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Forest ReseaRCH


East Texas forest understory fuels have become increasingly infested with invasive species which have contributed to greater hazardous fuel loads when combined with decades of fire exclusion and passive management. This study focused on estimating seasonal changes in flammability parameters of invasive yaupon (Ilex vomitoria), Chinese privet (Ligustrum sinense), and Chinese tallow (Triadica sebifera) using thermogravimetric analysis. Foliage and stem samples were collected in the dormant (February) and growing (August) seasons. Differential thermogravimetric (DTG) and proximate analyses were used to estimate species specific flammability parameters related to relative spontaneous ignition temperature (RSIT), gas-phase maximum mass loss rate (GP-MMLR), and combustion duration (GP-CD). Seasonality played a significant role among species RSIT (p<0.0001) and GP-CD (p<0.03). Proximate analysis VM% was relatively consistent with flammability indices, while the combination of VM% and ash% helped explain some inconsistencies. Yaupon exhibited the greatest foliage ignitability (>RSIT) and combustibility (>GP-MMLR) followed by Chinese privet and tallow. Consequently, yaupon poses a significant year round wildfire and fire management risk. Chinese privets’ greater dormant season ignitability may improve prescribed fire control efforts in mid-winter, but may also pose a significant wildfire risk during drought and windy conditions. Chinese tallow stems’ greater growing season flammability may enhance integrated control measures using prescribed fire in late summer and early fall. In summary, these data further local knowledge related to seasonal and relative plant flammability and may be useful as additional inputs into custom fuel models, as well as assigning flammability hazard ratings for ornamental vegetation within the wildland-urban interface.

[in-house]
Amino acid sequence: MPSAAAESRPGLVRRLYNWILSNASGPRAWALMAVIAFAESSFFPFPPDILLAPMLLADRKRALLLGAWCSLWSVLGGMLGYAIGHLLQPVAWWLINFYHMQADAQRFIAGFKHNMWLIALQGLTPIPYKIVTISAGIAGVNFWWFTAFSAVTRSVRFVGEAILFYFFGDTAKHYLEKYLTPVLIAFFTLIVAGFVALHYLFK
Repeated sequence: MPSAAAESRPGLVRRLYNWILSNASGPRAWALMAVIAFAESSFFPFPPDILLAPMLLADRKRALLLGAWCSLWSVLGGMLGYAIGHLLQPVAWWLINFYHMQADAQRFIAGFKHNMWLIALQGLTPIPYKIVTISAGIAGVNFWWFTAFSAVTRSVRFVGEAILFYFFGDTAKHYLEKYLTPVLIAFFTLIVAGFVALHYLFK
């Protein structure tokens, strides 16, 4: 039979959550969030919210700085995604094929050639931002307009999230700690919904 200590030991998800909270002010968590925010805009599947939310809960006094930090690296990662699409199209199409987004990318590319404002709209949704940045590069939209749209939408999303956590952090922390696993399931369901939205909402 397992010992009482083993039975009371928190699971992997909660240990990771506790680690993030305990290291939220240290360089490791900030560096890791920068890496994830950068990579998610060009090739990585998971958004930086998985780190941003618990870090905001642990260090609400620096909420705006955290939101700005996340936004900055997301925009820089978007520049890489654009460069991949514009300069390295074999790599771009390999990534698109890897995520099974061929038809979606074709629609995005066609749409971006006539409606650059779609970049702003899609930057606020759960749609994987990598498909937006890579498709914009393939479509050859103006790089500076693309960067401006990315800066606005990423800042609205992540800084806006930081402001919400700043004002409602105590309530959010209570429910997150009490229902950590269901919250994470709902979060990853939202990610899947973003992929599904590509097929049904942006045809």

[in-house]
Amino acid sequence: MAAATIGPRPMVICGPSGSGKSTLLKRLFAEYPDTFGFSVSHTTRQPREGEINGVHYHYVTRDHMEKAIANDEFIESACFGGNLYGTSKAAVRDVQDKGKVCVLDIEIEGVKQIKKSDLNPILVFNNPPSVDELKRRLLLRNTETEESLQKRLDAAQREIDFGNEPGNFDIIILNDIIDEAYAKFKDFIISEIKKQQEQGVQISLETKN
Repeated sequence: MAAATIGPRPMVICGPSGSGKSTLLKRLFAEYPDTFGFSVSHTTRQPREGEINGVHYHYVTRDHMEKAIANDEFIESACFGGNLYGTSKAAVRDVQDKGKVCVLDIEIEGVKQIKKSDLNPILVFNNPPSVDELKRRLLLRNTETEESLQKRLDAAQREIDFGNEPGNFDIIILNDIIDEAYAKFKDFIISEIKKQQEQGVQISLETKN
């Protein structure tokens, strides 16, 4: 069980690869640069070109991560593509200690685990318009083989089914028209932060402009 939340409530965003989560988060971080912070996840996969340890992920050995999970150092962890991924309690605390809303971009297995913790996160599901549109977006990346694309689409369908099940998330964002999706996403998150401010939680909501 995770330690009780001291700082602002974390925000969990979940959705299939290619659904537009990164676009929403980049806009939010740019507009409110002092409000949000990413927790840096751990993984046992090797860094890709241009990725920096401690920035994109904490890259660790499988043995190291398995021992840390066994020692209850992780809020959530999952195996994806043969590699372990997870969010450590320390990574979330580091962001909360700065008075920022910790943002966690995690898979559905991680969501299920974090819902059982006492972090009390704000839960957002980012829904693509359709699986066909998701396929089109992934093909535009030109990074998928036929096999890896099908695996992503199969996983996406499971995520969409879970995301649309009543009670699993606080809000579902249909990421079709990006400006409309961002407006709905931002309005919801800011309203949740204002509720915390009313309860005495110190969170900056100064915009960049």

doi: 10. 35248/2168-9776.20.9.23



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